LPGA rescue mission Were exhausted


SUGAR LAND, Texas – Zayra Calderon looks at the LPGA’s smallest schedule in nearly 40 years and sees what others don’t.

She looks at a total prize-money package that could be a whopping $24 million less than what players competed for last year and sees what numbers don’t reveal.

The tour’s vice president of tournament development sees a successful rescue mission pulled together by a tireless staff.

Yes, tournaments were lost, purses rolled back, but there were vital saves to salvage a solid skeleton for the tour to build upon.

From nine tournaments signed up in July to the 23 announced Wednesday with a 24th imminent, the LPGA schedule has shrunk from the 34 played last year. Still, the schedule looks large to Calderon, who was on the point in the schedule's reconstruction after the ouster of commissioner Carolyn Bivens in July.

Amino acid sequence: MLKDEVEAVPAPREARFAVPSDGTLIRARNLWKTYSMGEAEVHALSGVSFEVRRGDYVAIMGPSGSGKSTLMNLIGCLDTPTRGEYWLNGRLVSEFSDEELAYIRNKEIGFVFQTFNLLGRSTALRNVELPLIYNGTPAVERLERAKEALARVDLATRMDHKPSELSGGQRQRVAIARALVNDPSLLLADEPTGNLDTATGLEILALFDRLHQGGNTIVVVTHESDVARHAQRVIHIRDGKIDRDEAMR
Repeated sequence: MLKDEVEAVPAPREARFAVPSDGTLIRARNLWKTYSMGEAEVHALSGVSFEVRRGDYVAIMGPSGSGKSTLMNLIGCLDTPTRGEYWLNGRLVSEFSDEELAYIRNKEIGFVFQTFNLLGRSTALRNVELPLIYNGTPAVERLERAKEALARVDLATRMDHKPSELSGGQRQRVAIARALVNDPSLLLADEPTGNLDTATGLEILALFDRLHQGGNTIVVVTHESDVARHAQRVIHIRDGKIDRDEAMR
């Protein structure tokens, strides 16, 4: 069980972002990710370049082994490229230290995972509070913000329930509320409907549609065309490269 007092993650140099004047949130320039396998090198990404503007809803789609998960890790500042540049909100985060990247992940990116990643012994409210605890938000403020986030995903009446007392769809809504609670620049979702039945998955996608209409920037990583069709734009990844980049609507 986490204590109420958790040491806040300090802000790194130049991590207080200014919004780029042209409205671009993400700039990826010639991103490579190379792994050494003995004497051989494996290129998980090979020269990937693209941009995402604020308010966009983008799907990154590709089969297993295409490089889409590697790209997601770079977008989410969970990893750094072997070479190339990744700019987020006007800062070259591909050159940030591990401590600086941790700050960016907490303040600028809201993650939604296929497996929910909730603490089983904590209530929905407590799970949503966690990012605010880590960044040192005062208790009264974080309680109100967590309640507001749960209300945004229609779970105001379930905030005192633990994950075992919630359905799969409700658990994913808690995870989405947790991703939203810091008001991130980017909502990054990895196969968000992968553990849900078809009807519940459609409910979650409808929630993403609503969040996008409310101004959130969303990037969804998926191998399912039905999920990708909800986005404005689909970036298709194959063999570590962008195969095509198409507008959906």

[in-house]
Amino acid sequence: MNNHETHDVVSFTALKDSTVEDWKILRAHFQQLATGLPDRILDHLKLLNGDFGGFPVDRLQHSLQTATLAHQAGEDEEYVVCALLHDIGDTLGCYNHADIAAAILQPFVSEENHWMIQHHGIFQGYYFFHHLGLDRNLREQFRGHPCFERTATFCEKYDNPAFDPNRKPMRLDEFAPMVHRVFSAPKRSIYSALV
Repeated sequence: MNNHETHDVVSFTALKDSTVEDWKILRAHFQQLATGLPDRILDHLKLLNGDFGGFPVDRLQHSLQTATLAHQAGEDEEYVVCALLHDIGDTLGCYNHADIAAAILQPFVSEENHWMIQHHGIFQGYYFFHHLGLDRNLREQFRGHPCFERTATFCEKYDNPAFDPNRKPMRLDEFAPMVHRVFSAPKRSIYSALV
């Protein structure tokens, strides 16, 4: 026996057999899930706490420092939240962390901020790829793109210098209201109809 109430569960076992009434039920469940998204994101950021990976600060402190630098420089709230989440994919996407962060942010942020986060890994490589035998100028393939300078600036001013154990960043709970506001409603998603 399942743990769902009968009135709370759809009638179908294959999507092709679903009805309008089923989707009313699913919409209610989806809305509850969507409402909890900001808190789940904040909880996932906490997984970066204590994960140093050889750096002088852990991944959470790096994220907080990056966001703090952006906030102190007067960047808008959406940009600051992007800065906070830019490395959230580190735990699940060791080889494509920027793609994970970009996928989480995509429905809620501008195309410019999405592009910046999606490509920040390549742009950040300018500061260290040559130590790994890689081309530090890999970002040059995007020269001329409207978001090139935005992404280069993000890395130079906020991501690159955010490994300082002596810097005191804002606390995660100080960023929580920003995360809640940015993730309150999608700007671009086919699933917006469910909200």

“This is a big deal, what was put together in a short time frame,” Calderon said. “It’s a good schedule.

“I don’t know that this LPGA team could have worked any harder in a compressed period of time. We’re exhausted. We pulled everyone together to make this happen. I believe we’ve worked seven days a week since July, no weekends or days off without exception.”

The schedule is the smallest since 1971. The total prize money next year should end up somewhere around $40 million. LPGA pros played for a record $64 million last year, according to the tour media guide.

“What we’ve put together is more satisfying than frustrating,” Calderon said.

Calderon isn't slowing down, either. She spent the moments before Wednesday morning's news conference announcing the new schedule talking to potential future sponsors for the LPGA Championship.